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By Liz Crampton
The Senate Sept. 27 confirmed President Donald Trump’s pick to head the Justice Department’s antitrust division after a series of hiccups that stalled his nomination for several months.
Makan Delrahim, the assistant attorney general nominee, was confirmed by a vote of 73-21. A former staffer on the Senate Judiciary Committee, Delrahim received significant bipartisan support in the committee, where his nomination was approved by a 19-1 vote.
He didn’t get the same level of support on the Senate floor, with almost half of the chamber’s Democrats voting against him, including Minority Leader Chuck Schumer (D-N.Y.). Sen. Elizabeth Warren (D-Mass.), who had held up his nomination over the summer, also voted no.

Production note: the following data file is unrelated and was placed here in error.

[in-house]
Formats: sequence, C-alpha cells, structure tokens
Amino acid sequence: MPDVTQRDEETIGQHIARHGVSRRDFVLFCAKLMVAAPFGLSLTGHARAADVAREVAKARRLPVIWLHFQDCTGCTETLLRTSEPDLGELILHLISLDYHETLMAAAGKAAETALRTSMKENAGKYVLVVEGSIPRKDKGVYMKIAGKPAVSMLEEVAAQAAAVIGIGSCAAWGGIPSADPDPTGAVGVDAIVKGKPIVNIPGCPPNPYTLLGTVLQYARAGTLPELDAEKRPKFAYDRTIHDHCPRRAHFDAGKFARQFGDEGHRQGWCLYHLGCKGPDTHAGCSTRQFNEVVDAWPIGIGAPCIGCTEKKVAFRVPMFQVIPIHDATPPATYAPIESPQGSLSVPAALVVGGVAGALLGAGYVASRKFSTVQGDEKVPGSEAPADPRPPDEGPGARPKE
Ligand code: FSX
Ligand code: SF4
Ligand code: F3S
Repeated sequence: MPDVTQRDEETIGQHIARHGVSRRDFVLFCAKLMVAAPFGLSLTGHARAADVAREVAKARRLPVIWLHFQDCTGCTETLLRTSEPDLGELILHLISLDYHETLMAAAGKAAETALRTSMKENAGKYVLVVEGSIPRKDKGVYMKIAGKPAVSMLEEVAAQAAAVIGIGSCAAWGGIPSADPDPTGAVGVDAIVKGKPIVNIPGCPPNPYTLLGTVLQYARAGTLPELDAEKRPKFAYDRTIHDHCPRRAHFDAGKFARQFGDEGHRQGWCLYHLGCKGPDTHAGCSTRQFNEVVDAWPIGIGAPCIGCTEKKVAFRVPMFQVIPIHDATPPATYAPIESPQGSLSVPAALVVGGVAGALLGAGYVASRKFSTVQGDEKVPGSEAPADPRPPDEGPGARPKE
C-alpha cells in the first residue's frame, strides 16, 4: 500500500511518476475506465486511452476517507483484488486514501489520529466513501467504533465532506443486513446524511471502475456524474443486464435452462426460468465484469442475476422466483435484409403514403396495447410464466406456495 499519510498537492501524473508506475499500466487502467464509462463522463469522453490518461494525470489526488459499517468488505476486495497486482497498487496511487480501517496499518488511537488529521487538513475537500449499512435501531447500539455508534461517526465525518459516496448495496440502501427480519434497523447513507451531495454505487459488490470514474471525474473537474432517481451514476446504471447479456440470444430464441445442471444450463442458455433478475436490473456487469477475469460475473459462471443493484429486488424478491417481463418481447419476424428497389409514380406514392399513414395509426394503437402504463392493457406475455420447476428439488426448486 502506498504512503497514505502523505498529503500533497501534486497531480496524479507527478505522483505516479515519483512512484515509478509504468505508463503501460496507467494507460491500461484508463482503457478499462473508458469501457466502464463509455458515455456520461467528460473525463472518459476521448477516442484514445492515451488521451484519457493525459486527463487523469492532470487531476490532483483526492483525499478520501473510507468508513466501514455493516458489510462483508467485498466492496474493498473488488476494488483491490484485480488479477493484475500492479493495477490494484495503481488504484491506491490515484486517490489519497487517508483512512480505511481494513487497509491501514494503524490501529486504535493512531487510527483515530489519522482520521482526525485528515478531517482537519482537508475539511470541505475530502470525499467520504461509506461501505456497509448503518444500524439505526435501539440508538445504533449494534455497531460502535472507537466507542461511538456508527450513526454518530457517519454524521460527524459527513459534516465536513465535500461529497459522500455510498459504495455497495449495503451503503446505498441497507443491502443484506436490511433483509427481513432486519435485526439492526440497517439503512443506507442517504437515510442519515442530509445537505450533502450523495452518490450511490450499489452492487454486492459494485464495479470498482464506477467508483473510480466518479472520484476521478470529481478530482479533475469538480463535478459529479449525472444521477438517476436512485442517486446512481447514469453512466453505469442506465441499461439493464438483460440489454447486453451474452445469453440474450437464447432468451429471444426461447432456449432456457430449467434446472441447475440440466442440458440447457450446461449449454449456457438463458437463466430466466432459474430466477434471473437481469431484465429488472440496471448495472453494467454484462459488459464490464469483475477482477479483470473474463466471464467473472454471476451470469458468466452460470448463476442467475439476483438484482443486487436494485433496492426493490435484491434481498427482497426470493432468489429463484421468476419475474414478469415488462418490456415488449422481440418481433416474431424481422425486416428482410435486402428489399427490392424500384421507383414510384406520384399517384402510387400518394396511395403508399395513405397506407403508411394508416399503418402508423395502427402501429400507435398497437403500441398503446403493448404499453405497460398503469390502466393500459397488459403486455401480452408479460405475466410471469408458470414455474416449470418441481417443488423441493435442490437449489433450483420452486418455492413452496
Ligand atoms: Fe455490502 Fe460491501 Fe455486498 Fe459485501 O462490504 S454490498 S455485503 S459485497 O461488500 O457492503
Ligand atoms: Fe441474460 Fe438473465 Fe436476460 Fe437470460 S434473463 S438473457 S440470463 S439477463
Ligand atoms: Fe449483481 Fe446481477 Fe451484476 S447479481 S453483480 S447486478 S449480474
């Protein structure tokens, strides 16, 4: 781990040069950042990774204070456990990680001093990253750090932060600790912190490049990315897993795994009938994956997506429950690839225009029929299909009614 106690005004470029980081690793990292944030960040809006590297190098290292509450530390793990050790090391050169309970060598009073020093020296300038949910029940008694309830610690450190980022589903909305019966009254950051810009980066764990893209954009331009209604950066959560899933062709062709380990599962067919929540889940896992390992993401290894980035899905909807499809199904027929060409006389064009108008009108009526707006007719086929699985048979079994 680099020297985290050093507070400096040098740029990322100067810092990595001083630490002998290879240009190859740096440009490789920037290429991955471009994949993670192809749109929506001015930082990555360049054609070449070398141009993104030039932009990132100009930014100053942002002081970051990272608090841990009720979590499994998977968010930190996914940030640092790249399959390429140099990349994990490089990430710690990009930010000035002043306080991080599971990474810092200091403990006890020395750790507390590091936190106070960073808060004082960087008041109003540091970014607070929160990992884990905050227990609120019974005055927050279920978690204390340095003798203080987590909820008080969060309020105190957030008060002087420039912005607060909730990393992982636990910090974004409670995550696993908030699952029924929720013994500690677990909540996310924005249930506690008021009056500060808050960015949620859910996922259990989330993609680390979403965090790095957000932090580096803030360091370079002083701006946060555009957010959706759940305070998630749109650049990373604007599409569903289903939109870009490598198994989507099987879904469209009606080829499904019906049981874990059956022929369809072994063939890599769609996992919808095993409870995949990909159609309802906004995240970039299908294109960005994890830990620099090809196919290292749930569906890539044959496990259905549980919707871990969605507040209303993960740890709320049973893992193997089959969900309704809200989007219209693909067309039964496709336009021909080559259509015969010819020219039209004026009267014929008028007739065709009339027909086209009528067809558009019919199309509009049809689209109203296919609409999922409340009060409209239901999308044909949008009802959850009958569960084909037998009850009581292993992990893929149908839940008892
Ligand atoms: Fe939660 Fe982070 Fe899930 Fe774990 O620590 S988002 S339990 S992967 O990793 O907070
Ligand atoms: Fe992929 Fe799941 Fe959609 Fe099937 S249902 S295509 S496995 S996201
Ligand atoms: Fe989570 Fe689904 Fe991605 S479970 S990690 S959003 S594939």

An antitrust and intellectual property attorney, Delrahim most recently was advising Trump on judicial nominations and working as a lobbyist for merging companies.
Delrahim faced opposition unusual for an antitrust nominee. His selection came at a time when Democratic leaders started championing antitrust reform. Warren delayed the confirmation vote over concerns he would be lax on enforcement.
The antitrust nominee also had to confront questions about the antitrust division’s ability to operate independently from President Donald Trump, who has been seen as meddling in merger investigations such as AT&T Inc.'s proposal to buy Time Warner Inc.
Delrahim made repeated promises to lawmakers that he would maintain appropriate separation from the White House as the Justice Department conducts its work investigating anticompetitive mergers and conduct.
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